Written by: Carroll Jenkins on October 20th, 2008
Theatrical Release Date: USA, 1940
Director: Jean Yarbrough
Writer: John T. Neville
Cast: Bela Lugosi, Suzanne Kaaren, Dave O’Brien, Guy Usher, Yolande Donlan, Donald Kerr
DVD released: October 21st, 2008
Approximate running time: 68 minutes
Aspect Ratio: 1.33:1 Full Frame
Sound: Dolby Digital Mono English
DVD Release: Legend Films
Region Coding: Region 0 NTSC
Retail Price: $14.95
Synopsis: Bela Lugosi is a disgruntled research scientist for a perfume company but he doesn’t think his royalties are royal enough. So he invents an aftershave lotion that will cause his devil bat to go for the jugular vein of his victims.
PRC was a poverty row studio that released a few laudable films such as Detour and Strangler of the Swamp almost despite themselves. With Devil Bat they successfully take the worn mad scientist formula and produce a rather slick little thriller.
Bela Lugosi plays his role with his usual gusto. His hidden laboratory is well appointed, and he has to pass through THREE secret doors to get to it. Of course his giant devil bat looks pretty silly and the ‘close-ups’ are all of a live bat, but the attacks are well staged and the body count is high (especially in proportion to the size of the cast).
The most incredible thing about this film is the notion that the police chief would allow a reporter from the big city to walk in and take over the case with a completely free hand. Next to that the devil bat premise is perfectly believable. The script is quite acceptable, providing good pacing and some sharp dialog. The comic relief photographer is actually funny and not relegated entirely to sarcastic quips. While some of his antics are solely for humor (taking cheesecake photos of the French maid), others are integral to the plot.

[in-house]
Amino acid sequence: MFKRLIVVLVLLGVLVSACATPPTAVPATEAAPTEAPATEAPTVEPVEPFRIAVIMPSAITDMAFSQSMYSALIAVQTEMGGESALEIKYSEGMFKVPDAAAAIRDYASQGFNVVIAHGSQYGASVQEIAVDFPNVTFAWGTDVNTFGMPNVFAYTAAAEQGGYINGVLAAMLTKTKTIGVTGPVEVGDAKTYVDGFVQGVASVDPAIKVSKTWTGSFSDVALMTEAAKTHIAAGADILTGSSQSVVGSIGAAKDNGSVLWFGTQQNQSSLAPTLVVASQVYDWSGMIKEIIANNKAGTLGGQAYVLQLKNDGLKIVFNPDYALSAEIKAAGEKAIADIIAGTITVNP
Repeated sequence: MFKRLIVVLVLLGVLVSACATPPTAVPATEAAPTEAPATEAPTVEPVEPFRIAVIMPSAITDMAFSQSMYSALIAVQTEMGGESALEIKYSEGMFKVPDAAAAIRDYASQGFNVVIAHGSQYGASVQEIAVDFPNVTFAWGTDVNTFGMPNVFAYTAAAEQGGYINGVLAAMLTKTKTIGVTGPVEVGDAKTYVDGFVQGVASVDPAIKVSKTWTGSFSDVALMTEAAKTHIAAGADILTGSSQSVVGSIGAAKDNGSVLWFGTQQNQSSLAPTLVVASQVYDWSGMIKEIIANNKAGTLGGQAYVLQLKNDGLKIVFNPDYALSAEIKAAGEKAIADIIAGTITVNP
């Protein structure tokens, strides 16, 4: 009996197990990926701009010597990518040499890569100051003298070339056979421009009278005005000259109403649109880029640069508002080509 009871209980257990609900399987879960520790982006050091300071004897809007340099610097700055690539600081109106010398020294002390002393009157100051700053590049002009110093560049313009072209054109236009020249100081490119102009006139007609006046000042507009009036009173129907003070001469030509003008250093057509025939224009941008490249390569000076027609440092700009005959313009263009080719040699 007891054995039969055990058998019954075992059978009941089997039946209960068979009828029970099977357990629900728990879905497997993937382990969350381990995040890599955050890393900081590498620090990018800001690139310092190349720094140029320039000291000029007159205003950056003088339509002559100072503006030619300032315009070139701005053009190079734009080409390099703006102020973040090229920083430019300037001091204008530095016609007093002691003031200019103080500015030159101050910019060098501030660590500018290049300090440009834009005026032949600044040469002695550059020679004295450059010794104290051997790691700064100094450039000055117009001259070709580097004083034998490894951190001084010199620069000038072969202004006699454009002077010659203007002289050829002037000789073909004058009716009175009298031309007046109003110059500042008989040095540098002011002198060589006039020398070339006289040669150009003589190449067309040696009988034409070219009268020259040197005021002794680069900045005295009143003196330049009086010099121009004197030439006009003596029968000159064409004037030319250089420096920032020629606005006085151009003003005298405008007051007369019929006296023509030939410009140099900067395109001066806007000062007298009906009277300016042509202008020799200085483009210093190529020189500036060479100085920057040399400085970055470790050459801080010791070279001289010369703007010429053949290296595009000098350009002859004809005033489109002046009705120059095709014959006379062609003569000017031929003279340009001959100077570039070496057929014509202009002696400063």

The colorization seems rather pointless, but the presentation of the restored B&W is quite nice and flagged for progressive scan. Sound quality is reasonable and closed captions are provided. This is one of Lugosi’s better roles, and the presentation by Legend is quite enjoyable. Compare the picture quality to a copy of the The Human Monster (any version) and see if you don’t agree.